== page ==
Message to CNN: Let Fiorina speak9/2/2015
An overflow audience at the Santa Maria Winery in Carroll Friday gave Carly Fiorina her most sustained applause before the Republican presidential aspirant even entered the room.
Craig Williams, chairman of the Carroll County Republican Party, introduced Fiorina with an exhortation to the more than 150 in attendance: send a message to CNN; let Fiorina on the main Republican debate stage Sept. 16 at the Reagan Library in Simi Valley, California.
The CNN process at this point relies in part on earlier summer polling, which could keep Fiorina, the surging former Hewlett-Packard CEO and the lone female GOP candidate for the White House, out of the main rhetorical slugfest and relegated to an undercard or junior-varsity panel.
Williams said Fiorina is in the top five or 10 in recent polling. A Des Moines Register Iowa Poll shows Fiorina in seventh place in the Hawkeye State with 5 percent support among likely GOP caucus-goers. That’s the same position she holds in the national Real Clear Politics polling average from Aug. 11 to 25.
“She made a great name for herself in the first debate,” Williams said of her appearance in the Aug. 6 FOX News debate in Cleveland. “I think CNN is doing a great disservice to the people of this country by not allowing Carly Fiorina on stage.”
For her part, Fiorina used her lunchtime campaign event in downtown Carroll to chew on the liberal establishment, salting a conservative pitch with populist appeals.
Texas native Fiorina, a former U.S. Senate candidate from California now living in Virginia, said she would reduce the 7,300-page tax code to three pages.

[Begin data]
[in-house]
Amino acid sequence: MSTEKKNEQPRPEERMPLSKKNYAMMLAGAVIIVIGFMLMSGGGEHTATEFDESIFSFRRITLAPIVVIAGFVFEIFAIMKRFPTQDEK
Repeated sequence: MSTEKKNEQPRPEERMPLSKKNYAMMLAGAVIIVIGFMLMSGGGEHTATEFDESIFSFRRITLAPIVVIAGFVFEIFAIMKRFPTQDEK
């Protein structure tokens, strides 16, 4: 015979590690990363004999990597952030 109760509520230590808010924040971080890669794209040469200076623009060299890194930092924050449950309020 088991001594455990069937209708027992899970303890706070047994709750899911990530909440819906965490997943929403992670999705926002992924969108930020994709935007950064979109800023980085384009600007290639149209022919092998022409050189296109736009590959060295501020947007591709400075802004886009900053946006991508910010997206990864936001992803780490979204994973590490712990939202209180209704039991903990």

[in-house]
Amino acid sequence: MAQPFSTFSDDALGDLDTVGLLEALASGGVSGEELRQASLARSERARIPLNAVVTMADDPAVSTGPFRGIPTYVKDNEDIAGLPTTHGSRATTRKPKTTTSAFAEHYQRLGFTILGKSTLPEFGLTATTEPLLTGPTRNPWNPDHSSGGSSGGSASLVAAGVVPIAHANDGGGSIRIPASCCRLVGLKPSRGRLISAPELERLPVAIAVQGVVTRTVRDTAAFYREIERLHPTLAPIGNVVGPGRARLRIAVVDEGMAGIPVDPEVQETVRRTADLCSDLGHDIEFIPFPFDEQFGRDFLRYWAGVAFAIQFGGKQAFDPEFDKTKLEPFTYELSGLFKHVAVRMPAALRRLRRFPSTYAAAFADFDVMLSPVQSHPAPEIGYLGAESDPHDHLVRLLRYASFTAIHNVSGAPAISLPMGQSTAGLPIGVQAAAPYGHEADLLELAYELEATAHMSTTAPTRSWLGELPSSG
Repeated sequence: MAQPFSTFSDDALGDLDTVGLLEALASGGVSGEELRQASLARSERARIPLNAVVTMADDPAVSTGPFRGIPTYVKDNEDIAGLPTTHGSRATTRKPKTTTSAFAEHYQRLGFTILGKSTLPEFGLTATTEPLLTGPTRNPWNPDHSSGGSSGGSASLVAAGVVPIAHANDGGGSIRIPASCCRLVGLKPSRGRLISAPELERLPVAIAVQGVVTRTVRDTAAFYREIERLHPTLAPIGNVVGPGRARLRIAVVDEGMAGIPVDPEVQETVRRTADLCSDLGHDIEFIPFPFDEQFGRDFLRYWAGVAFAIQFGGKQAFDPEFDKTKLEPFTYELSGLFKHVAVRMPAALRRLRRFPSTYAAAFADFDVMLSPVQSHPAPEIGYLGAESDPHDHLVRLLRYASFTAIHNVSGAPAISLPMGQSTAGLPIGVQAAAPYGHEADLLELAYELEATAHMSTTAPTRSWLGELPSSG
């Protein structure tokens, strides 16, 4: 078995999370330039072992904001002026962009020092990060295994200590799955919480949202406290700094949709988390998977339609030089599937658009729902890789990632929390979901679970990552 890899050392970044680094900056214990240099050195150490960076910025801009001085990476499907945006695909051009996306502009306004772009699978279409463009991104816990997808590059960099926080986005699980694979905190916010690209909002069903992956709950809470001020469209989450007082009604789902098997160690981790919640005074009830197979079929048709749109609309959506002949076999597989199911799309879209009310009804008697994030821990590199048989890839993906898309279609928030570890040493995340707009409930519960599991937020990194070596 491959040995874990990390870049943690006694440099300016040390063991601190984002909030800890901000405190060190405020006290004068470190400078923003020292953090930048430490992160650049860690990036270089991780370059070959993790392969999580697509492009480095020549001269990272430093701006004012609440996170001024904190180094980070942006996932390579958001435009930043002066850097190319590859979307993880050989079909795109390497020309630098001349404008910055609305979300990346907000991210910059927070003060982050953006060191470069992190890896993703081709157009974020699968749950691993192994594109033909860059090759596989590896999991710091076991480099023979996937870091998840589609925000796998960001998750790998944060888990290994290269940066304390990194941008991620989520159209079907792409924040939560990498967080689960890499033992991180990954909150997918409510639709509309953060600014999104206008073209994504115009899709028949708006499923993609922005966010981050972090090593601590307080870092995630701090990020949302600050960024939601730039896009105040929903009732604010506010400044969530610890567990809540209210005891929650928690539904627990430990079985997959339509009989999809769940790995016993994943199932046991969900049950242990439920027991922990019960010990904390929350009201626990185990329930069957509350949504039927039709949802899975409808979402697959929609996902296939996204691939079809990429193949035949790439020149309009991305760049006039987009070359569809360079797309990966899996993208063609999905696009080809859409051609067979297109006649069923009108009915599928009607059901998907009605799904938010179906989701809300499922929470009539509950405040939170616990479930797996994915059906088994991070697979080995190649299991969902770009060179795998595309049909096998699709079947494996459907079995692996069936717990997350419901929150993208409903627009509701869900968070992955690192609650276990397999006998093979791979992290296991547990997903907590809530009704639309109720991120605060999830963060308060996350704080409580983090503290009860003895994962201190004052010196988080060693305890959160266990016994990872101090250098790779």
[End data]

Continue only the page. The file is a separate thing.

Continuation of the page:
“When something is really complicated, who benefits?” she asked. “Lawyers, accountants, lobbyists.”
Fiorina said she’d close all tax loopholes and lower rates in the federal system.
“Simplify, simplify, simplify, that’s my answer,” Fiorina said.
She added, “Most of you think the federal government is corrupt — me, too.”
The Republican candidate — who gave a brief speech before jumping into a wide-ranging question-and-answer session — also said she’d send out regular text messages from the Oval Office on issues of the day to as many of the 320 million Americans who’d respond on a smart phone. (She joked that too many Iowans have flip phones and need to upgrade.) The real-time feedback would allow her to fortify the commander in chief bully pulpit with citizen input vital for moving Congress to act in the public interest, Fiorina said.
Fiorina said she would work to repeal the Affordable Care Act, and limit the power of the insurance industry, which she charged has been living large in a “cozy little game” with current government policies.
“The professional political class has let us down,” Fiorina said.
On an issue of primary importance to rural Iowa and much of American agriculture, Fiorina said she supports continuation of the Renewable Fuel Standard, an ethanol-boosting mandate, through 2022, when it is set to expire.
In principle, she said, it makes sense to pull the long arm of the government, and the mandates and subsidies it carries to favored interests, from the nation’s private market.
“Maybe we say they’re all going to go away in 2022,” Fiorina said.
On foreign affairs, Fiorina said she would stand firm with Israel and expressed grave doubts about the Iran nuclear deal ironed out by the Obama administration with other leading nations and scheduled for a congressional vote soon.
She also stressed a pro-life message on abortion.
“Every single life, every single child, is gifted by God,” Fiorina said.
Keeley Sinnard, 48, a Carroll Republican and independent contractor for an information technology company, said she is strongly considering Fiorina, who she thinks is down to earth.
“She’s one of us,” Sinnard said. “She took questions, spoke from her heart. She’s real, and she’s honest. She makes a lot of sense. I’m very impressed, actually. It’s been a long time since I’ve been really impressed.” CV
Douglas Burns is a fourth-generation Iowa newspaperman who resides in Carroll. He and his family own and publish newspapers in Carroll, Jefferson and other neighboring communities.